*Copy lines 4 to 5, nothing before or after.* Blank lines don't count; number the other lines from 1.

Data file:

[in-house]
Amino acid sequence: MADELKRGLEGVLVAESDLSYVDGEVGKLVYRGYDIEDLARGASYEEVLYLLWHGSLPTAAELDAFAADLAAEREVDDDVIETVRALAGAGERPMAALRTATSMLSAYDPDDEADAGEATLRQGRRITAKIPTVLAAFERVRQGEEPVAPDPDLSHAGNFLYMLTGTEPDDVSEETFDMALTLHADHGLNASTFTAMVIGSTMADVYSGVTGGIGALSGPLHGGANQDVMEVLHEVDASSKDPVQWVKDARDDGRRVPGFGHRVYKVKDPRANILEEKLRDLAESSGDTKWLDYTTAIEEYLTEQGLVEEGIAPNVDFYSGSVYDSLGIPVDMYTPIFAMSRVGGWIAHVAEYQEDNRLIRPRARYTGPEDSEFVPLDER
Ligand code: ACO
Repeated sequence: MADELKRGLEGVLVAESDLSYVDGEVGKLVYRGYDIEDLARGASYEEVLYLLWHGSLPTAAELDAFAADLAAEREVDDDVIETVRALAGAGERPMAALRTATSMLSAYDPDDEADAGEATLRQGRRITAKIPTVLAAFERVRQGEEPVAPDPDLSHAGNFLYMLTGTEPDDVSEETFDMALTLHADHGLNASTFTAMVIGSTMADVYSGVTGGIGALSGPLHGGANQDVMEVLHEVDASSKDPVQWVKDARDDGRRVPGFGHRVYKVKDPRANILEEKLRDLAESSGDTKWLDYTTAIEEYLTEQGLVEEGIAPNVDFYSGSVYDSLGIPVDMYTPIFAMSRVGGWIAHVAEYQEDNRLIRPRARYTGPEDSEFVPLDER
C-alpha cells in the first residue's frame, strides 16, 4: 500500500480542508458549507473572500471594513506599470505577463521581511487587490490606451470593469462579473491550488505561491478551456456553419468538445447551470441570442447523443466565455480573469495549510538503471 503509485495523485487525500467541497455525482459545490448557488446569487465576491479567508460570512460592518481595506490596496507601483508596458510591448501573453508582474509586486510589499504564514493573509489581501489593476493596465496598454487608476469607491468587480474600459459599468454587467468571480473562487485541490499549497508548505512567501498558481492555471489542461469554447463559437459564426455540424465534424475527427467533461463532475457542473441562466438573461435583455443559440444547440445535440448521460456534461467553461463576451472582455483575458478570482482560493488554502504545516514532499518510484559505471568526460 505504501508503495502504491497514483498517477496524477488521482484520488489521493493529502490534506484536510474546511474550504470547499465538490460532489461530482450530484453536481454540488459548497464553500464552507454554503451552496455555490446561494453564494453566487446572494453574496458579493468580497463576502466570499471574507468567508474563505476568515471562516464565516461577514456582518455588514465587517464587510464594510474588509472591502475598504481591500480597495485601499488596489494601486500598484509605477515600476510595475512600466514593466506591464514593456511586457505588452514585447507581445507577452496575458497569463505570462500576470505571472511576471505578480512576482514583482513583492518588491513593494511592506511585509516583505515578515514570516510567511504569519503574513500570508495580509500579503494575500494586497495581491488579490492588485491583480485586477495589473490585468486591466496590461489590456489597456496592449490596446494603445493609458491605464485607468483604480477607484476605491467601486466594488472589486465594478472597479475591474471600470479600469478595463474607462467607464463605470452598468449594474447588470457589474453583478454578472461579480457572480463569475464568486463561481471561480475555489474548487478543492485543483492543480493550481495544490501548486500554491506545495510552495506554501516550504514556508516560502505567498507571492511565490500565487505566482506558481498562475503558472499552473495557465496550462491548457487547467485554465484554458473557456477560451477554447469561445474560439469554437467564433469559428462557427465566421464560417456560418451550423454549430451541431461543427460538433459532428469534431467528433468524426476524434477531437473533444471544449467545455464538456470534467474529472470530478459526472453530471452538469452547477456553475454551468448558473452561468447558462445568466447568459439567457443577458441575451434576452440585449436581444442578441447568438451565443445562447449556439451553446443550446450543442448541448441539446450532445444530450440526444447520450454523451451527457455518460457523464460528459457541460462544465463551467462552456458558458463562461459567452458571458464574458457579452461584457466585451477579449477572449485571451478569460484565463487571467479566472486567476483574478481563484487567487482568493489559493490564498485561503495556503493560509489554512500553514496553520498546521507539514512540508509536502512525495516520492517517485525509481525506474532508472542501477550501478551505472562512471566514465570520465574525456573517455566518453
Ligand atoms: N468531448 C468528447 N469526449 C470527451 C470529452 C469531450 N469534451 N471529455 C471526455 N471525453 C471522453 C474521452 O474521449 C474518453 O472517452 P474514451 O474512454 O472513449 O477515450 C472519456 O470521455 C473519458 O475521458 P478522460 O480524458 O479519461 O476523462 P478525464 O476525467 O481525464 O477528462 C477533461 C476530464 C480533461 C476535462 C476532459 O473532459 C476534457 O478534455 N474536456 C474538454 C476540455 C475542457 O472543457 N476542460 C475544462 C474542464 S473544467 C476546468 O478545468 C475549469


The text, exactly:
Repeated sequence: MADELKRGLEGVLVAESDLSYVDGEVGKLVYRGYDIEDLARGASYEEVLYLLWHGSLPTAAELDAFAADLAAEREVDDDVIETVRALAGAGERPMAALRTATSMLSAYDPDDEADAGEATLRQGRRITAKIPTVLAAFERVRQGEEPVAPDPDLSHAGNFLYMLTGTEPDDVSEETFDMALTLHADHGLNASTFTAMVIGSTMADVYSGVTGGIGALSGPLHGGANQDVMEVLHEVDASSKDPVQWVKDARDDGRRVPGFGHRVYKVKDPRANILEEKLRDLAESSGDTKWLDYTTAIEEYLTEQGLVEEGIAPNVDFYSGSVYDSLGIPVDMYTPIFAMSRVGGWIAHVAEYQEDNRLIRPRARYTGPEDSEFVPLDER
C-alpha cells in the first residue's frame, strides 16, 4: 500500500480542508458549507473572500471594513506599470505577463521581511487587490490606451470593469462579473491550488505561491478551456456553419468538445447551470441570442447523443466565455480573469495549510538503471 503509485495523485487525500467541497455525482459545490448557488446569487465576491479567508460570512460592518481595506490596496507601483508596458510591448501573453508582474509586486510589499504564514493573509489581501489593476493596465496598454487608476469607491468587480474600459459599468454587467468571480473562487485541490499549497508548505512567501498558481492555471489542461469554447463559437459564426455540424465534424475527427467533461463532475457542473441562466438573461435583455443559440444547440445535440448521460456534461467553461463576451472582455483575458478570482482560493488554502504545516514532499518510484559505471568526460 505504501508503495502504491497514483498517477496524477488521482484520488489521493493529502490534506484536510474546511474550504470547499465538490460532489461530482450530484453536481454540488459548497464553500464552507454554503451552496455555490446561494453564494453566487446572494453574496458579493468580497463576502466570499471574507468567508474563505476568515471562516464565516461577514456582518455588514465587517464587510464594510474588509472591502475598504481591500480597495485601499488596489494601486500598484509605477515600476510595475512600466514593466506591464514593456511586457505588452514585447507581445507577452496575458497569463505570462500576470505571472511576471505578480512576482514583482513583492518588491513593494511592506511585509516583505515578515514570516510567511504569519503574513500570508495580509500579503494575500494586497495581491488579490492588485491583480485586477495589473490585468486591466496590461489590456489597456496592449490596446494603445493609458491605464485607468483604480477607484476605491467601486466594488472589486465594478472597479475591474471600470479600469478595463474607462467607464463605470452598468449594474447588470457589474453583478454578472461579480457572480463569475464568486463561481471561480475555489474548487478543492485543483492543480493550481495544490501548486500554491506545495510552495506554501516550504514556508516560502505567498507571492511565490500565487505566482506558481498562475503558472499552473495557465496550462491548457487547467485554465484554458473557456477560451477554447469561445474560439469554437467564433469559428462557427465566421464560417456560418451550423454549430451541431461543427460538433459532428469534431467528433468524426476524434477531437473533444471544449467545455464538456470534467474529472470530478459526472453530471452538469452547477456553475454551468448558473452561468447558462445568466447568459439567457443577458441575451434576452440585449436581444442578441447568438451565443445562447449556439451553446443550446450543442448541448441539446450532445444530450440526444447520450454523451451527457455518460457523464460528459457541460462544465463551467462552456458558458463562461459567452458571458464574458457579452461584457466585451477579449477572449485571451478569460484565463487571467479566472486567476483574478481563484487567487482568493489559493490564498485561503495556503493560509489554512500553514496553520498546521507539514512540508509536502512525495516520492517517485525509481525506474532508472542501477550501478551505472562512471566514465570520465574525456573517455566518453